Issue 216
Spring 2021

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May 15, 2021

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Spring 2021 (7.8MB)

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Editorial Comment

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Red tape? We've got plenty!

IT COULD WELL BE, as our distinguished columnist Nick Jones suggests, in this issue, that bands of music makers and troubadors will overcome the obstacles put in their way by Brexit and somehow let their music be heard across Europe once more.

Maybe. But the damage being done to the arts, science and business by the madcap policy forced upon us by a clique of mainly privileged Tory extremists is already immense.

The Covid pandemic, a hugely biased right wing press and a massively costly Downing Street spin operation have so far managed to obscure the most serious effects, but the truth is slowly leaking out.

Musicians being forced to stump up hundreds in order to cut through the red tape to perform in Europe. (One hapless pianist was forced to find £600 for the necessary visa clearance to give one concert in Barcelona.)

Science is suffering too from the barmy 'Make Britain Great Again' withdrawal from joint European programmes.

Ironically, fishermen, who camapigned with one of loudest voices in support of Brexit are amongst the worst losers. The losses for some, it not nearly all, shellfish producers are almost total.

Agriculture and horticulture are suffering too, with mountains of paperwork to battle with and swathes of – yes red tape – to contend with.

But worry not – according to those nice spin doctors, and apologists like Mr Rees Mogg (who wisely saw to it that financial operations he was involved with moved 'offshore' to Dublin) – these are just teething problems we are experiencing before our economy booms mightly and we teach Johnny Foreigner a lesson or two.

It has to be said that there is previous little evidence of this coming boom and instead we see our standing in the world diminished by breaking international agreements and posturing on the world stage.

One of the most cringe making developments of recent times has been the re-vamping of policy presentation with a £2.5m facelift for Downing Street's press operation which seems to require a Union Jack (or often two) beside every speaker.

Third world, or what?

Not me, guv – I just take the loot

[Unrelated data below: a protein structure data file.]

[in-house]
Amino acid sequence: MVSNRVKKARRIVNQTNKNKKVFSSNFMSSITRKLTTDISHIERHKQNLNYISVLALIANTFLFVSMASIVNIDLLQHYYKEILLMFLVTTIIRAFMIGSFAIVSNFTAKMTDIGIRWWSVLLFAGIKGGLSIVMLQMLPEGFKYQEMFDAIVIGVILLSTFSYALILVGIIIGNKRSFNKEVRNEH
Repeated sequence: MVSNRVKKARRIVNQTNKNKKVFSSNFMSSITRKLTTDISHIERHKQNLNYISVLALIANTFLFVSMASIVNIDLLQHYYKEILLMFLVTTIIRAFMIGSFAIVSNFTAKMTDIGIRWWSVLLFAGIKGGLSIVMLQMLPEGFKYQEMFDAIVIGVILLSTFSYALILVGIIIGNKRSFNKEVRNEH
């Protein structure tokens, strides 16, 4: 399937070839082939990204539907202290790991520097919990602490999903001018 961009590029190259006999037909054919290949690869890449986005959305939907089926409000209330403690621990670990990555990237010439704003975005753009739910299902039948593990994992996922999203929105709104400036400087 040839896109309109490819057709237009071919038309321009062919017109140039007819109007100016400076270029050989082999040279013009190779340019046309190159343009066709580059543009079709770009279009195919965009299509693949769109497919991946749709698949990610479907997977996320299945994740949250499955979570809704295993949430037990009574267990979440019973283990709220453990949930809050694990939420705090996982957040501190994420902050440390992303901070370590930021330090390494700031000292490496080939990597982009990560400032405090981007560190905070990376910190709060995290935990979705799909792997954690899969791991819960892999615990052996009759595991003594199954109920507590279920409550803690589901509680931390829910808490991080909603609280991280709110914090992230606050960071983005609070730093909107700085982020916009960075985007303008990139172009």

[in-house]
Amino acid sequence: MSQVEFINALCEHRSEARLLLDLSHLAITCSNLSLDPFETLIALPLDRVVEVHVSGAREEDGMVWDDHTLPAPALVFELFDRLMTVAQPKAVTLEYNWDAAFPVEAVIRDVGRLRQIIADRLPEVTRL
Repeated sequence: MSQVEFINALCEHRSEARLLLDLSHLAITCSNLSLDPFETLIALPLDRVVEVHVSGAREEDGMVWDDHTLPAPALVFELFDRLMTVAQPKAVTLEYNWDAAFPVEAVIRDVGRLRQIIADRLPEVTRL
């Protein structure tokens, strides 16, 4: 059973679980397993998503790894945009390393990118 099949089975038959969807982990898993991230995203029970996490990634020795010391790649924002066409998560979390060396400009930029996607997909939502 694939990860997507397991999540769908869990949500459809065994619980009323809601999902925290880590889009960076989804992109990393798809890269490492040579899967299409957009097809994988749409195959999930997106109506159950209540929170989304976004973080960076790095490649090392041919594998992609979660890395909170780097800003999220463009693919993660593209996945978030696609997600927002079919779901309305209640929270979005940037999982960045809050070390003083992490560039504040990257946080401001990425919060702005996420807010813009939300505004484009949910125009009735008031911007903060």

THE FOUNDER of the world wide web Tim (or Sir Timothy) Berners-Lee is right to feel some disappointment at the way his creation has grown up.

The altruism which accompanied the initial development of the idea has been sadly lost as greedy fingers have worked their way over its high minded ideals.

All attempts to bring some ethical and fiscal standards to bear on the big beasts who run the show have proved toothless.

The mega structures that dominate have shown how easily they can sidestep any attempt to set standards or impose fair taxes on their massive profits.

Time and again, with very rare exceptions, they have managed to dodge regulation and taxation by playing one country off against another and repeatedly hiding behind the now very tired looking excuse that they are merely 'platforms'.

"Not me, guv" has been their response when bidden to take responsibility for the often very damaging content they publish – yes, publish – and for which they garner zillions in advertising revenue.

Meanwhile across the world publications which try to ensure their content is accurate and honest are brought ever closer to collapse as they lose out to the bandits.

Truly international action has to be co-ordinated so that the mess can be cleared up.

Right to reply – or disagree

AN ARTICLE in the previous issue of ArtWork (No 215 Winter 2020/21) by Mary Gladstone tackled the topic of free speech. The article highlighted how diffi cult it is to breeze through the complexities involved here without causing offence to at least one section of society. I applaud Mary Gladstone for taking on this task but, to quote Voltaire, "I disapprove of what you say, Mary" (Voltaire didn't say Mary, I just added that on).

Why do I disapprove? As a supporter of Scottish independence, I feel her constant digs at nationalists are unnecessary and diminish the integrity of the discussion. Like most nationalists, I am not part of a mob, I do not troll and I don't care at all about what JK Rowling thinks.

Mary has every right to express her views as I have done many times within the pages of ArtWork, a publication which has, over the years, striven to endorse bold opinions. However, I respectfully disagree.



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